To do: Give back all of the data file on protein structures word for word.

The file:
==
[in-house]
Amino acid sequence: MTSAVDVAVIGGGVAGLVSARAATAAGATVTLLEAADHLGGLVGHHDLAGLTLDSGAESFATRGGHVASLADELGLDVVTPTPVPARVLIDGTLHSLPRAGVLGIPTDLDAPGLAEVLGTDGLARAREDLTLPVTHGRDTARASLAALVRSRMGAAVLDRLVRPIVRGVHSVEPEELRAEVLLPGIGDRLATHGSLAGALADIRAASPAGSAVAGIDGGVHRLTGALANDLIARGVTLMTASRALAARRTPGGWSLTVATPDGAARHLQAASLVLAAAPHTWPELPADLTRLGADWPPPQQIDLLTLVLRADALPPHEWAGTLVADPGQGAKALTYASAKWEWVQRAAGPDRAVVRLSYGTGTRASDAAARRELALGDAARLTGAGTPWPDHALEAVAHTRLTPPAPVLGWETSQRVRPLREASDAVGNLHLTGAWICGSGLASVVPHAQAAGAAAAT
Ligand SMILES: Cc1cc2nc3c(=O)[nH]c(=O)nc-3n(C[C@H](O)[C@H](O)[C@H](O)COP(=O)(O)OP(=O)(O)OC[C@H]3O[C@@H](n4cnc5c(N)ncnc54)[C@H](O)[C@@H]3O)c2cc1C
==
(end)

[in-house]
Amino acid sequence: MTSAVDVAVIGGGVAGLVSARAATAAGATVTLLEAADHLGGLVGHHDLAGLTLDSGAESFATRGGHVASLADELGLDVVTPTPVPARVLIDGTLHSLPRAGVLGIPTDLDAPGLAEVLGTDGLARAREDLTLPVTHGRDTARASLAALVRSRMGAAVLDRLVRPIVRGVHSVEPEELRAEVLLPGIGDRLATHGSLAGALADIRAASPAGSAVAGIDGGVHRLTGALANDLIARGVTLMTASRALAARRTPGGWSLTVATPDGAARHLQAASLVLAAAPHTWPELPADLTRLGADWPPPQQIDLLTLVLRADALPPHEWAGTLVADPGQGAKALTYASAKWEWVQRAAGPDRAVVRLSYGTGTRASDAAARRELALGDAARLTGAGTPWPDHALEAVAHTRLTPPAPVLGWETSQRVRPLREASDAVGNLHLTGAWICGSGLASVVPHAQAAGAAAAT
Ligand SMILES: Cc1cc2nc3c(=O)[nH]c(=O)nc-3n(C[C@H](O)[C@H](O)[C@H](O)COP(=O)(O)OP(=O)(O)OC[C@H]3O[C@@H](n4cnc5c(N)ncnc54)[C@H](O)[C@@H]3O)c2cc1C